Drug Law in Canada 

Drug Law in Canada 

These days, drugs come in great abundance and they can be found almost everywhere. There are over-the counter (OTC) drugs that can be purchased and taken without a doctor’s prescription. Other types of drugs can never be taken out from the pharmacy unless prescribed by a licensed physician. The number of drugs is definitely overwhelming and taking the time to familiarize the different classifications of drugs should be highly considered in order to avoid erroneous and/or illegal use. 

“Schedules” Meanings Drug Law in Canada 

Controlled substances and drugs are strictly observed and governed in Canada by the CDSA or Controlled Drugs and Substances Act, a federal legislation of the country. Drug law is enforceable in all places in the country and such law is based on eight schedules. Each of these schedules lists of controlled substances and drugs which have been sorted according to their danger levels. Controlled substances are listed are listed in schedules I to V. 

  • Schedule I. This schedule contains the most dangerous drugs which include cocaine and heroin. 
  • Schedule II. This one lists cannabis, popularly known as marijuana and its derivatives. 
  • Schedule III. This schedule is composed of the more dangerous drugs like lysergic acid diethylamide or LSD and amphetamines. 
  • Schedule IV. Drugs that are dangerous but are known to be therapeutic are includes in this schedule. One of these drugs is barbiturates. 
  • Schedules V and VI. These schedules of drugs contain precursors which are required to create controlled substances. 
  • Schedules VII and VIII. Contains drugs that have a certain amount of cannabis as well as cannabis resin which are commonly required for sentencing and charging purposes.  

Common Drug-Related Offenses 

There are certain types of drug-related which are commonly observed in Canada and these include the following: 

Possession 

When one is charged with possession then this literally means the person is caught in custody or possession of another person, having personal possession, or having it in anywhere for his own benefit or use. If a member of a particular group possesses an illegal drug with the consent and knowledge of other persons in the group, this makes every group member involved. IN short, everyone in the group is charged with possession.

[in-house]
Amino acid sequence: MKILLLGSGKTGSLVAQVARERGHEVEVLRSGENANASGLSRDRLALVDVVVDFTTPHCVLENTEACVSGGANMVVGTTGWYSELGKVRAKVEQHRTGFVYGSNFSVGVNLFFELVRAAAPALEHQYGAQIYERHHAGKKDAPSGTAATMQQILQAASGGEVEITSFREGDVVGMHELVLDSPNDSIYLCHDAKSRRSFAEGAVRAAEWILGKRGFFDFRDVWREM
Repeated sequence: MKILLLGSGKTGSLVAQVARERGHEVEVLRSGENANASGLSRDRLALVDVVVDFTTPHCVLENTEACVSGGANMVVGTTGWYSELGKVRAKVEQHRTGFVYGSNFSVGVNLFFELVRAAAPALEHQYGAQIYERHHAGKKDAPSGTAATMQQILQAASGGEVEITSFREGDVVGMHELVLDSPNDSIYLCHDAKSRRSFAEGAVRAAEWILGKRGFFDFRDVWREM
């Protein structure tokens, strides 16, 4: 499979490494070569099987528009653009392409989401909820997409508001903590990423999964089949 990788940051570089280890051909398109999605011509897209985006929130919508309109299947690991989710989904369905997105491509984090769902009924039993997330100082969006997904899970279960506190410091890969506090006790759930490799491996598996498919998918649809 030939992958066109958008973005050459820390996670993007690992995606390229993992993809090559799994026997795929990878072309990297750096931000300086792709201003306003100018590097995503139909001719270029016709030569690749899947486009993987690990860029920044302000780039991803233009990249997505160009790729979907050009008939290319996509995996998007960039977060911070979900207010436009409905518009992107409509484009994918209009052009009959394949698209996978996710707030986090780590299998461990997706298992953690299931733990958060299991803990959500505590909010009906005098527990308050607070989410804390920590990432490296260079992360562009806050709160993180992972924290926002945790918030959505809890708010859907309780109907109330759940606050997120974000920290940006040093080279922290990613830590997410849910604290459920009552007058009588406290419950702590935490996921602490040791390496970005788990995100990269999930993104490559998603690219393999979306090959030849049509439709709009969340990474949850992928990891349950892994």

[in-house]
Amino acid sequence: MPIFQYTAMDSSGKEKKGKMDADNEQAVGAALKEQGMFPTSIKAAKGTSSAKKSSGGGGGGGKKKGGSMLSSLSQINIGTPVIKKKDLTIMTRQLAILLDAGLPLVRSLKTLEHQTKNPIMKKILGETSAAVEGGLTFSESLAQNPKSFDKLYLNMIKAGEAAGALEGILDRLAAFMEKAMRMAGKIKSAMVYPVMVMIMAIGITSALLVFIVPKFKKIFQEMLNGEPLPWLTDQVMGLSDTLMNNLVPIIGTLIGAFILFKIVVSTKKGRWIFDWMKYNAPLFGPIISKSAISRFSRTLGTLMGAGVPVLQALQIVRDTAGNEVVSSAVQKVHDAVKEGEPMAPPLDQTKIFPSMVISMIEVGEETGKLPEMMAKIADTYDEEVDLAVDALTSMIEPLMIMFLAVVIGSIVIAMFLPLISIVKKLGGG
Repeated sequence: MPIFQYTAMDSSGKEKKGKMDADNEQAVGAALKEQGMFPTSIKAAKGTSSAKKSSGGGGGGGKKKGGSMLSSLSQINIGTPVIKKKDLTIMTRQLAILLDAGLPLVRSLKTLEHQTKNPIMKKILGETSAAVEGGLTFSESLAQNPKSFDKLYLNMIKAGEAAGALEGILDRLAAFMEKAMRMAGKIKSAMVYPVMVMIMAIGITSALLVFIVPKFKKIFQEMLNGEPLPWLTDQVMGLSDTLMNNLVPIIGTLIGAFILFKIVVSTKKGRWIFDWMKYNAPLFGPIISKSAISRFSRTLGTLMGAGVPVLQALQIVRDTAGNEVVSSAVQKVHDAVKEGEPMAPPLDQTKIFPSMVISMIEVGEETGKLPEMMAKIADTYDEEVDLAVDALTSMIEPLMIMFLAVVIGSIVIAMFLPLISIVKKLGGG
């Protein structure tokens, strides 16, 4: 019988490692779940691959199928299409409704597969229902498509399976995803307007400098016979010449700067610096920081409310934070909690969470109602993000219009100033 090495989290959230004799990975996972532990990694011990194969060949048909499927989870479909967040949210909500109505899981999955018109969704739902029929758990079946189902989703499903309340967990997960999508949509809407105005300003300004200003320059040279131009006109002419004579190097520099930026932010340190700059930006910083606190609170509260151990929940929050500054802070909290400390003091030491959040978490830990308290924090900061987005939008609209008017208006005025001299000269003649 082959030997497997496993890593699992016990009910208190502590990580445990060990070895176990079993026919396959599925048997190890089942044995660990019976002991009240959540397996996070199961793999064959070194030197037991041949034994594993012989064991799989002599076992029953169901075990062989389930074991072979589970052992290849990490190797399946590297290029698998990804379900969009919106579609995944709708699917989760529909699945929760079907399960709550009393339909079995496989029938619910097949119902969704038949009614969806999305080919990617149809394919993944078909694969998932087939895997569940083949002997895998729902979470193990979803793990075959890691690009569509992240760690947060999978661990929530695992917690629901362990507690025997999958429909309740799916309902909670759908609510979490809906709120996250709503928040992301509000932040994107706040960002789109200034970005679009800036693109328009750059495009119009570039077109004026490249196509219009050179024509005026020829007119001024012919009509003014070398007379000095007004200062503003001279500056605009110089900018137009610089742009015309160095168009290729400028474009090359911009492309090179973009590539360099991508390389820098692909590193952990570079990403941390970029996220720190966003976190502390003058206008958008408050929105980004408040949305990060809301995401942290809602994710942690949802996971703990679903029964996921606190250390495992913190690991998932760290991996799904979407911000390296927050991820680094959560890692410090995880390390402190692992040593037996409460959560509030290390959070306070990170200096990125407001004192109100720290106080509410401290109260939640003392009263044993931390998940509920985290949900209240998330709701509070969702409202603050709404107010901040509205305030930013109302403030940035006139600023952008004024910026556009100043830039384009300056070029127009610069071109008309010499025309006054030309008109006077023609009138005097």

According to CDSA Section 4(1), anyone is prohibited to possess any substance contained in Schedules 1, 2, and 3. However, there are certain people that work in the authorities (police officers and researchers) who are given the permission and authority to carry and possess any of these substances under controlled circumstances. A person who is charged with possession of these substances is sentenced depending on the amount of substance in possession and the schedule of the substance involved. For a simple possession charge, the maximum sentence is seven years. 

Trafficking 

This kind of drug-related offence in the country entails the act of selling, giving, administering, transporting, delivering and sending. CDSA prohibits these acts in relation to any substances contained in Schedules 1, 2, 3, and 4. 

Double-Doctoring 

This kind of offense practically means obtaining prescriptions or drugs from two or more doctors. The CDSA has a law on double-doctoring and the sentence given to an offender is based on the schedule of drugs involved and usually ranges to a maximum of seven years.